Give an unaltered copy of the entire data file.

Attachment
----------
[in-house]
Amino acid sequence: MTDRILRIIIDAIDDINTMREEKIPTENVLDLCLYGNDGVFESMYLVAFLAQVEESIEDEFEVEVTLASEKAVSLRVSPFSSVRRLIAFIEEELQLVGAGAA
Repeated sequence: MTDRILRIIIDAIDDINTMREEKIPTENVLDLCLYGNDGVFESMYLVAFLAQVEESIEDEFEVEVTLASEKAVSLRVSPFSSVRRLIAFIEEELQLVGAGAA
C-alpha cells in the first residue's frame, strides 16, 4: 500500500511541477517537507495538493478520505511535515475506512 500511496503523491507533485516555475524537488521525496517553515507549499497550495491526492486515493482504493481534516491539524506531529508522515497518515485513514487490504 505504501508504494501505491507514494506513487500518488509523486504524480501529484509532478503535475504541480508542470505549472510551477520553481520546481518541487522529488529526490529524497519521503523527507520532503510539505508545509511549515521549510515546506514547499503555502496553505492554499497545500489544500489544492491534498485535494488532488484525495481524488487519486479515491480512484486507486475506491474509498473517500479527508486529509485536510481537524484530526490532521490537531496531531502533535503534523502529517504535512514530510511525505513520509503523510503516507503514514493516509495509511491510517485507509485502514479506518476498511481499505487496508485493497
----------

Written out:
[in-house]
Amino acid sequence: MTDRILRIIIDAIDDINTMREEKIPTENVLDLCLYGNDGVFESMYLVAFLAQVEESIEDEFEVEVTLASEKAVSLRVSPFSSVRRLIAFIEEELQLVGAGAA
Repeated sequence: MTDRILRIIIDAIDDINTMREEKIPTENVLDLCLYGNDGVFESMYLVAFLAQVEESIEDEFEVEVTLASEKAVSLRVSPFSSVRRLIAFIEEELQLVGAGAA
C-alpha cells in the first residue's frame, strides 16, 4: 500500500511541477517537507495538493478520505511535515475506512 500511496503523491507533485516555475524537488521525496517553515507549499497550495491526492486515493482504493481534516491539524506531529508522515497518515485513514487490504 505504501508504494501505491507514494506513487500518488509523486504524480501529484509532478503535475504541480508542470505549472510551477520553481520546481518541487522529488529526490529524497519521503523527507520532503510539505508545509511549515521549510515546506514547499503555502496553505492554499497545500489544500489544492491534498485535494488532488484525495481524488487519486479515491480512484486507486475506491474509498473517500479527508486529509485536510481537524484530526490532521490537531496531531502533535503534523502529517504535512514530510511525505513520509503523510503516507503514514493516509495509511491510517485507509485502514479506518476498511481499505487496508485493497